It Helps to Have Brilliant Friends

Check out any acknowledgements page and see that every writer benefits from a little encouragement now and then. There are moments when we writers doubt our work. Sometimes something needs to change in our manuscripts. Sometimes we just need to be a bit braver and press “send” on our submissions. (Eek!)


I am fortunate to have friends who can deliver in both situations. And who happen to be brilliant, as well.


One of my most trusted writer friends is a friend of my husband’s from college, whom I have since claimed for my own. David is one of the most articulate people I know. Plus, he indiscriminately loves ice cream, which is an obvious sign of good character.


In the years following undergrad, David and I pursued different career paths, while working up the courage and the credentials to make a go of writing. We checked in with each other from time to time, whether at an informal reunion or another mutual friend’s wedding, and the first question we asked each other was always, “What are you working on?”


David writes nonfiction; he’s interested in the intersection of sports and society. I find his work fascinating, despite initially knowing little about the figures and situations he investigates. I, on the other hand, wrote a novel about a twenty-something upending her prestigious financial career to pursue cooking (and find love along the way). David is not exactly my target audience.


And yet, while I was writing and editing, again and again he offered to read a section of my work. When he did, he was both full of encouragement and able to point out areas that could be improved.


I’ve recently been working on a nonfiction article, sparked by David’s mention of a new journal a professor he knows is launching. He laughed when I told him it would be a good chance to “flex my nonfiction muscles,” but hey, even if I don’t write about athletes, I can make sports jokes, too. Ann Patchett is proof that contributing nonfiction articles to other publications can be a boon to successful fiction.


David gave me notes a week ago, and I am still in awe that I am lucky enough to have such a fabulous mind among my friends. Despite the fact that our bookshelves have nary a title in common, we share a passion for good writing and good storytelling. Finding the intersections between fiction and nonfiction informs my work and makes me a stronger writer.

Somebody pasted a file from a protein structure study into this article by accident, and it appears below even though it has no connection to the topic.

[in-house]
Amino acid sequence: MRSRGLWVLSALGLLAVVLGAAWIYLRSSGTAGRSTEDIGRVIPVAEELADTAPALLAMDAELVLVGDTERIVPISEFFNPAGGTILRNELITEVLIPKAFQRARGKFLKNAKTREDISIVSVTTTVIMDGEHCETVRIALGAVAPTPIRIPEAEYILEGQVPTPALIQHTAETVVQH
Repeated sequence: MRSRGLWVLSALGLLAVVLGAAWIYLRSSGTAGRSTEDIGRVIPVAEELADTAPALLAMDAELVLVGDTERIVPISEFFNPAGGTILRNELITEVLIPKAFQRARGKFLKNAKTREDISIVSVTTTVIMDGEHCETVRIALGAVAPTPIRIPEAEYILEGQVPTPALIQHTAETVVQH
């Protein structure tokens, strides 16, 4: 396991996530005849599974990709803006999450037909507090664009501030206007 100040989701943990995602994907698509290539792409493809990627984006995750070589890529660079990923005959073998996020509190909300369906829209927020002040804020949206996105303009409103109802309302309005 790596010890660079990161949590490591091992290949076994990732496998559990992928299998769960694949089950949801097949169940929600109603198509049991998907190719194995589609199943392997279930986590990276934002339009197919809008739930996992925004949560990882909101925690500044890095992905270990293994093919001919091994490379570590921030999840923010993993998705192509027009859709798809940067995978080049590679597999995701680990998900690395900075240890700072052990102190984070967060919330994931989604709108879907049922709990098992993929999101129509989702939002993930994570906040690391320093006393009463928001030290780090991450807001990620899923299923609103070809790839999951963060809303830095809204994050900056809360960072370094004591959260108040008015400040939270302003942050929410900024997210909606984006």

So does having a brilliant friend who is always ready to cheer me on.


Induction into Club Rejection

A few weeks ago, I got my very first rejection from a publisher.

And I was thrilled.

I’m finally in the club! Every legitimate writer has been rejected—and now, so have I!

The rejection was initially complimentary, and noted a couple of things I had been trying to do with the manuscript were working. What I took from this was that I am capable of writing well enough to be published; this just wasn’t the right story for this editor’s list. I have written this type of response from the other side of the desk, and I respect it. Sometimes there is something intriguing, but it’s just not enough to go all the way.

The reason to pass was not a surprise, and I was grateful that it was a critique I could see and understand. As much as I wanted to send out something absolutely perfect, my agent and I had agreed that the manuscript does have a shot, and I’d gotten it as far as I was going to get it at this stage, for a variety of reasons. It was time to see whether anyone was going to fall in love with it.

Thus far, two editors have not, and I am surprisingly okay with it. It’s easy to say whatever will happen will happen, but it’s a lot harder to legitimately feel that way when things don’t turn out as you’d hoped.

I attribute this to a couple of things:

  1. A novena to St. Francis de Sales, patron saint of writers, which helped me gain mature perspective on my life as a writer. The prayer is not explicitly focused on writing, which made it difficult for me to say at first. Over time, I’ve found that because it reaches more broadly, I can better see how writing fits in to the whole of my life.
  2. My agent knowing not only when the manuscript was ready, but also when I was truly ready to let this one go.
  3. Encouragement from family and friends who remind me that writing a novel and getting an agent are pretty big deals in themselves (it’s tougher to remember this once you’re on to the next thing).
  4. Being super excited and slightly intimidated by my next project.

Now, I hope, it’s not too far fetched that sooner or later I’ll make my way into another, more coveted club. There’s a whole lot of hard work between here and there, but it’s work I’m more excited than ever to do.